An offensive and defensive alliance therefore was struck up between this pair (who were in reality singularly ill assorted), and Ernest set to work to master the books on which the Bishop would examine him. Others gradually joined them till they formed a small set or church (for these are the same things), and the effect of Mr Hawke's sermon instead of wearing off in a few days, as might have been expected, became more and more marked, so much so that it was necessary for Ernest's friends to hold him back rather than urge him on, for he seemed likely to develop—as indeed he did for a time—into a religious enthusiast.

In one matter only, did he openly backslide. He had, as I said above, locked up his pipes and tobacco, so that he might not be tempted to use them. All day long on the day after Mr Hawke's sermon he let them lie in his portmanteau bravely; but this was not very difficult, as he had for some time given up smoking till after hall. After hall this day he did not smoke till chapel time, and then went to chapel in self-defence. When he returned he determined to look at the matter from a common sense point of view. On this he saw that, provided tobacco did not injure his health—and he really could not see that it did—it stood much on the same footing as tea or coffee.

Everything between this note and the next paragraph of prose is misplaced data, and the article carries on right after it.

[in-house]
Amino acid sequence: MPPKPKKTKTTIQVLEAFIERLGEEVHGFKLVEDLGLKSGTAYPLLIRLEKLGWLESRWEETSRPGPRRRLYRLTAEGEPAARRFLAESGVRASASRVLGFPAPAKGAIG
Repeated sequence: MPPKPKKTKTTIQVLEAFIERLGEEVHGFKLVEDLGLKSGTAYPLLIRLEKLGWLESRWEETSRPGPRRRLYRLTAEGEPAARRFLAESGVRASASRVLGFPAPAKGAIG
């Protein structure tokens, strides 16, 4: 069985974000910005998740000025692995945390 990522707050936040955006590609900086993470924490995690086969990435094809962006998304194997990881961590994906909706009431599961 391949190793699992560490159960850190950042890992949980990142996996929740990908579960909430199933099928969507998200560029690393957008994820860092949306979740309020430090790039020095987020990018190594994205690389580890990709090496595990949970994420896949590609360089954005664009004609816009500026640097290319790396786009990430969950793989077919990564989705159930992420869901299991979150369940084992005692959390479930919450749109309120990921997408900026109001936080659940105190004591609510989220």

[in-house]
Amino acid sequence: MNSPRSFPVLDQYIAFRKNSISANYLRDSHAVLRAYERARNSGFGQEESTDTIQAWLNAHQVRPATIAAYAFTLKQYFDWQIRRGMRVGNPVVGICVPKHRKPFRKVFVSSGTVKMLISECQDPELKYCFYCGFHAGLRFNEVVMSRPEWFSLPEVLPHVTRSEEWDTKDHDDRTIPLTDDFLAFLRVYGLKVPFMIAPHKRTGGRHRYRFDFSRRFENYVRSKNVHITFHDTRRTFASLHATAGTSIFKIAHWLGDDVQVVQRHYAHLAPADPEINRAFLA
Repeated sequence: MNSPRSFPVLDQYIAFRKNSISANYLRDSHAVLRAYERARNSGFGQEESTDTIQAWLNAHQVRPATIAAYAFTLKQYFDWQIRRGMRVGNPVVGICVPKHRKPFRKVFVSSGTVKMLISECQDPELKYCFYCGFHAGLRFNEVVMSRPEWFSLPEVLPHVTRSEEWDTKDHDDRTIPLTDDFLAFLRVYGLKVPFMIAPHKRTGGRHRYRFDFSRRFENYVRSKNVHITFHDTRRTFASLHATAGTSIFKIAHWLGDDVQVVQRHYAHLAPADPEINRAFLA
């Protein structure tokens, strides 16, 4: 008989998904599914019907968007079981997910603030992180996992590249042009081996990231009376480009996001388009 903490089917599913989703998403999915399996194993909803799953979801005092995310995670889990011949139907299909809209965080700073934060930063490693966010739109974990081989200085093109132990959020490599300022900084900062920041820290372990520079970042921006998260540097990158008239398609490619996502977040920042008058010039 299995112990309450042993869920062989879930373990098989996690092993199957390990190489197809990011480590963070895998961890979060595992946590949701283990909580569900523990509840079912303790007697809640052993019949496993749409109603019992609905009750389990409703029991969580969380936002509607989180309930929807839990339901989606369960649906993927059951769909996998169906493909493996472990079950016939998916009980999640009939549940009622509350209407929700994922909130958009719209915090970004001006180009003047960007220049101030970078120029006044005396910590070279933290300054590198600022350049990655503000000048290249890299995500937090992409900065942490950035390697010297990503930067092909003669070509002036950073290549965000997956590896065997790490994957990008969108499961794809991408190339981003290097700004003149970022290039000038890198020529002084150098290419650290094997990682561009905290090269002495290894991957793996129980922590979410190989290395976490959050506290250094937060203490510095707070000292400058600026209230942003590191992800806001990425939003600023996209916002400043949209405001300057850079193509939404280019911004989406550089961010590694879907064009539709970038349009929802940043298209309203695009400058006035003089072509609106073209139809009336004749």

Tobacco had nowhere been forbidden in the Bible, but then it had not yet been discovered, and had probably only escaped proscription for this reason. We can conceive of St Paul or even our Lord Himself as drinking a cup of tea, but we cannot imagine either of them as smoking a cigarette or a churchwarden. Ernest could not deny this, and admitted that Paul would almost certainly have condemned tobacco in good round terms if he had known of its existence. Was it not then taking rather a mean advantage of the Apostle to stand on his not having actually forbidden it? On the other hand, it was possible that God knew Paul would have forbidden smoking, and had purposely arranged the discovery of tobacco for a period at which Paul should be no longer living. This might seem rather hard on Paul, considering all he had done for Christianity, but it would be made up to him in other ways.

These reflections satisfied Ernest that on the whole he had better smoke, so he sneaked to his portmanteau and brought out his pipes and tobacco again. There should be moderation he felt in all things, even in virtue; so for that night he smoked immoderately. It was a pity, however, that he had bragged to Dawson about giving up smoking. The pipes had better be kept in a cupboard for a week or two, till in other and easier respects Ernest should have proved his steadfastness. Then they might steal out again little by little—and so they did.